Delivering food and friendship

Navigating access to food and social isolation might be relatively new concepts for some, but for one charity, it’s business as usual.

Navigating access to food and social isolation might be relatively new concepts for some, as the pandemic brought both to the fore with shortages, supermarket queues and lockdown conditions.

But one charity knows better than most just how many people live with these challenges on an everyday basis, with lockdown shutting down some of their only routes to nutritious food and companionship.

Food charity FoodCycle works in local communities to collect surplus food from businesses, before cooking and hosting nutritious meals for anyone who feels they need it.

As such, guests come from a broad range of backgrounds, including low-income families, rough sleepers, those receiving Universal Credit or those with physical or mental health disabilities. Around half live alone, and many make new friendships with other guests or volunteers, who pre-Covid, would prep and cook the food, before sitting down to eat next to guests.

Food Cycle peppers
Surplus food is collected from local businesses by FoodCycle. 

Before lockdown, 40 local FoodCycle teams hosted these weekly meals across the UK, before new rules meant they had to close. Undeterred, and like countless others in hospitality, they pivoted to begin an entirely new food parcel delivery service, continuing to reach those who were most vulnerable, as well as some who had never expected to find themselves in need.

Florist Amy Joynes, a single mother of three from Birmingham, was volunteering at FoodCycle before lockdown, when she began relying on weekly food parcels herself when her shop was forced to close. “Without the food parcels I wouldn’t be able to cook the meals that I can cook for the children,” she explains. “I didn’t want to end up spending money that I don’t have on things like chicken nuggets to feed the children when I can feed them proper, healthy meals. They’ve been an absolute life saver.”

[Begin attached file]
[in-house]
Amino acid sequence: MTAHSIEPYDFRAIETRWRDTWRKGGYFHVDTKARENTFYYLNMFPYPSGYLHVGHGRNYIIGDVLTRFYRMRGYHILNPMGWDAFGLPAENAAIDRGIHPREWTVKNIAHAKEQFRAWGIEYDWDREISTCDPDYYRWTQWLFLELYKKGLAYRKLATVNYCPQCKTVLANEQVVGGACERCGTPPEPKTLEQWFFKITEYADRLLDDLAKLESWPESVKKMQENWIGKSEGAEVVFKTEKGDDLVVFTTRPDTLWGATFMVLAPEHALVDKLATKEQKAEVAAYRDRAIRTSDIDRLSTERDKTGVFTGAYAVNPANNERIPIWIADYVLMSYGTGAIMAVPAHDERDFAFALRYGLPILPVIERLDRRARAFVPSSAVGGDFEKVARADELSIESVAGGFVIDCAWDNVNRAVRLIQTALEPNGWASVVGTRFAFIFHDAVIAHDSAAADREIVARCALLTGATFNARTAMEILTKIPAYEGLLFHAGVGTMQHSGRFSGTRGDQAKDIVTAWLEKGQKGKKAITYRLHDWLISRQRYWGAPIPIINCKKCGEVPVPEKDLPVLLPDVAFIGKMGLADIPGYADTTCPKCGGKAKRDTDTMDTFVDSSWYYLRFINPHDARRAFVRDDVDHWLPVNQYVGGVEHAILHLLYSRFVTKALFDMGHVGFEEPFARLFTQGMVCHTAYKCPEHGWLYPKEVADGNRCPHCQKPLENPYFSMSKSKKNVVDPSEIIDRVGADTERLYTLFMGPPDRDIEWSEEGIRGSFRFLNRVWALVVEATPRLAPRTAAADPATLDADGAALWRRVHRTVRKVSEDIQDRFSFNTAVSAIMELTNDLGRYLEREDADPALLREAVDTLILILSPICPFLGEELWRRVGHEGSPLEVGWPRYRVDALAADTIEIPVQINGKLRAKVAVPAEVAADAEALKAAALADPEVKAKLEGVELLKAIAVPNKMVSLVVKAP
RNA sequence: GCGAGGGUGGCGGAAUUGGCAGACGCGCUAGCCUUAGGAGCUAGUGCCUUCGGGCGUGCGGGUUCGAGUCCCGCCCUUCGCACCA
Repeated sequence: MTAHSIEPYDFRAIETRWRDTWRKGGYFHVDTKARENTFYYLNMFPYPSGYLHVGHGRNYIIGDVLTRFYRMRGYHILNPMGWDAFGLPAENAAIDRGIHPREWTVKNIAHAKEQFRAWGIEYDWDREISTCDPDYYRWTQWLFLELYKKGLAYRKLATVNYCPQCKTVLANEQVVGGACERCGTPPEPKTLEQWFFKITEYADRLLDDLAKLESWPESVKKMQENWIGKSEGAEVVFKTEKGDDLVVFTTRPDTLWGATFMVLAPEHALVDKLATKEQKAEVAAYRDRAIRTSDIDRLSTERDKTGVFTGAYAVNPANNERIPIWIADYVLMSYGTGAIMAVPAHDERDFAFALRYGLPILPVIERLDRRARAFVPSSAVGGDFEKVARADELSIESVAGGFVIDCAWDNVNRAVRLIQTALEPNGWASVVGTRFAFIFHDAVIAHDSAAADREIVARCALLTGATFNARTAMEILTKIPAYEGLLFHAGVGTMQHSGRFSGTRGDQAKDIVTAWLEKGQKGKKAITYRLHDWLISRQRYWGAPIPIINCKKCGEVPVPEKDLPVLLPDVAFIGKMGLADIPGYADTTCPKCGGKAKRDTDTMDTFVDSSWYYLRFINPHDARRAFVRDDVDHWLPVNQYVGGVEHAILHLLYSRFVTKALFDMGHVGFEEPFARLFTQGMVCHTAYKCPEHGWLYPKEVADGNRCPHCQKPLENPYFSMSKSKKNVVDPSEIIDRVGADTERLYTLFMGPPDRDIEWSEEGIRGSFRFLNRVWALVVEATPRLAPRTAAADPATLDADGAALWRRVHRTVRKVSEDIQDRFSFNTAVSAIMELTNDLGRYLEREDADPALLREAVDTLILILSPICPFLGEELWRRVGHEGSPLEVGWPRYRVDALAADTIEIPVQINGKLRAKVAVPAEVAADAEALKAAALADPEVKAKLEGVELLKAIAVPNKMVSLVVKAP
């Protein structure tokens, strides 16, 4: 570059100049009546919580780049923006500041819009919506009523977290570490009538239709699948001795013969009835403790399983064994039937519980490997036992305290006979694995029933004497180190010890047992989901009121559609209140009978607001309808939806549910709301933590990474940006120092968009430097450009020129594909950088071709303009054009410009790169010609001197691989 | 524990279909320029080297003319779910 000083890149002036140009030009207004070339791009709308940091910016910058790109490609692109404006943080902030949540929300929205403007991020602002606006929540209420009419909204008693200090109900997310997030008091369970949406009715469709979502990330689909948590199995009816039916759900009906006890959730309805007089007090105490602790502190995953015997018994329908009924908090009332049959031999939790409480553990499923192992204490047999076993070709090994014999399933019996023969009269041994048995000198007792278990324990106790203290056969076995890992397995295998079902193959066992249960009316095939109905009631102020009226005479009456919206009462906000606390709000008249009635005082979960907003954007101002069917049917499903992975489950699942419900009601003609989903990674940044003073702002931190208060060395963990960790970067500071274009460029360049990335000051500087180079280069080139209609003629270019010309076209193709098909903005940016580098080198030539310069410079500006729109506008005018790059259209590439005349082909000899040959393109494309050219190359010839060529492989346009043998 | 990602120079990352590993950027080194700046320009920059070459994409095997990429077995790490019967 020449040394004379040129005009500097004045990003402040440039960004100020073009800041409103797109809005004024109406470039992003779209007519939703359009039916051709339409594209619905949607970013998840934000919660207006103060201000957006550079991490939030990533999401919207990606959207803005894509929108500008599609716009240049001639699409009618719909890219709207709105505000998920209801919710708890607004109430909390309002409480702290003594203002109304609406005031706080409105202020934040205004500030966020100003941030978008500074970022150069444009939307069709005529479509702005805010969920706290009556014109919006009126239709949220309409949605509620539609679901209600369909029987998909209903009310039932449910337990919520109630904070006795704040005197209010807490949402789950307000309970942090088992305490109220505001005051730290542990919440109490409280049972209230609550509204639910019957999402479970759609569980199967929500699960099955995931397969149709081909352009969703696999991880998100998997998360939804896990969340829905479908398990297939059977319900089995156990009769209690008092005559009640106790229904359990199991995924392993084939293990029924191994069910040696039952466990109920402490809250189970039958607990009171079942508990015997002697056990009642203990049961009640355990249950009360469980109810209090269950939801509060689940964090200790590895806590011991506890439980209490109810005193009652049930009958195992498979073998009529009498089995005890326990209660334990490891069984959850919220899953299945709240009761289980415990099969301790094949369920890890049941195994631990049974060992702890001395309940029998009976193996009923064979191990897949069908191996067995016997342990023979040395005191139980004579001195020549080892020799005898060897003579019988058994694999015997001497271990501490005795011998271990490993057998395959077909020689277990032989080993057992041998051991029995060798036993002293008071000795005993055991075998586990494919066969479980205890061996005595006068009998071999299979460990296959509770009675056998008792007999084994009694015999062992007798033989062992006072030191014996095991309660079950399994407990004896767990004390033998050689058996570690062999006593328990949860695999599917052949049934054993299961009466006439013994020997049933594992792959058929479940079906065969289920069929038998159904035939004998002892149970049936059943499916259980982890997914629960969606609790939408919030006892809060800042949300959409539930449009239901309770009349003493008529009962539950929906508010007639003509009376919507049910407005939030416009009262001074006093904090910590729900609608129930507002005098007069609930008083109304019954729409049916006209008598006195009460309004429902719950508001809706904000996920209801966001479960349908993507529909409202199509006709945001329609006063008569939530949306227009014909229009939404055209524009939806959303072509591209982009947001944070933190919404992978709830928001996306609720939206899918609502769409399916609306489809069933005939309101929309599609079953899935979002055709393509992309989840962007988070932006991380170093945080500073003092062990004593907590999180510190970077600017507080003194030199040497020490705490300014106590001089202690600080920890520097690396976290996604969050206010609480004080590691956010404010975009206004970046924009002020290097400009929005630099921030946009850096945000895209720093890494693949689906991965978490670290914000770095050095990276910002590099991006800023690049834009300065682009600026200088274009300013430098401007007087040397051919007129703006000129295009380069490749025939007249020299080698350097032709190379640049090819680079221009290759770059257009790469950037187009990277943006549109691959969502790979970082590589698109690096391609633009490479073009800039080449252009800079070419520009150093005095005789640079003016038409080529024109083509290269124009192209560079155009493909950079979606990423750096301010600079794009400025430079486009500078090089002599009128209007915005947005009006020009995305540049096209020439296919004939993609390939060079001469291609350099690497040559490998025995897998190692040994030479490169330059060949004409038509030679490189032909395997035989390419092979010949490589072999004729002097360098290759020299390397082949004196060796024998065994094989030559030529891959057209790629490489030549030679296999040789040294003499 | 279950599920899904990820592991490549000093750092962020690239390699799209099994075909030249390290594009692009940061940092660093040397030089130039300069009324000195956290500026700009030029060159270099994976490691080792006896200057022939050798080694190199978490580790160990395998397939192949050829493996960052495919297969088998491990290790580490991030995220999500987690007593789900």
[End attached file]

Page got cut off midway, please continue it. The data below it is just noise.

From the beginning of lockdown to date, FoodCycle has now delivered over 58,000 food parcels delivered to vulnerable people in communities across the country, equivalent to 346,000 meals and using 145,625 kg of surplus food.

“We used other charities and councils as a referral system and built up a network of people to deliver to. With the help of a donated delivery app, and volunteer delivery drivers and bag packers, we used local community centres to collect and distribute food from,” explains Victoria Meier, FoodCycle’s head of fundraising.

The charity adapted to food parcel deliveries during lockdown. 

One of the challenges the team faced under these new conditions was the quality of donated food. When surplus food was immediately cooked, shelf-life was less of an issue, but for delivery to homes the quality needed to be fresher. Good quality surplus fruit and veg from organic veg box company Riverford helped meet this need, as well as local food businesses and supermarkets like Lidl.

“With our deliveries, it was really important to think about the kind of equipment that our guests have in their kitchen. They might not have an oven, and be relying only on a microwave, for example,” says Jess Phillimore, FoodCycle’s fundraising and corporate partnerships manager.

The result of such careful planning is clear. In a recent survey done among recipients of the parcels, feedback ranged from mothers grateful for the chance to feed their children with healthy, fresh vegetables, to people simply grateful for the human contact.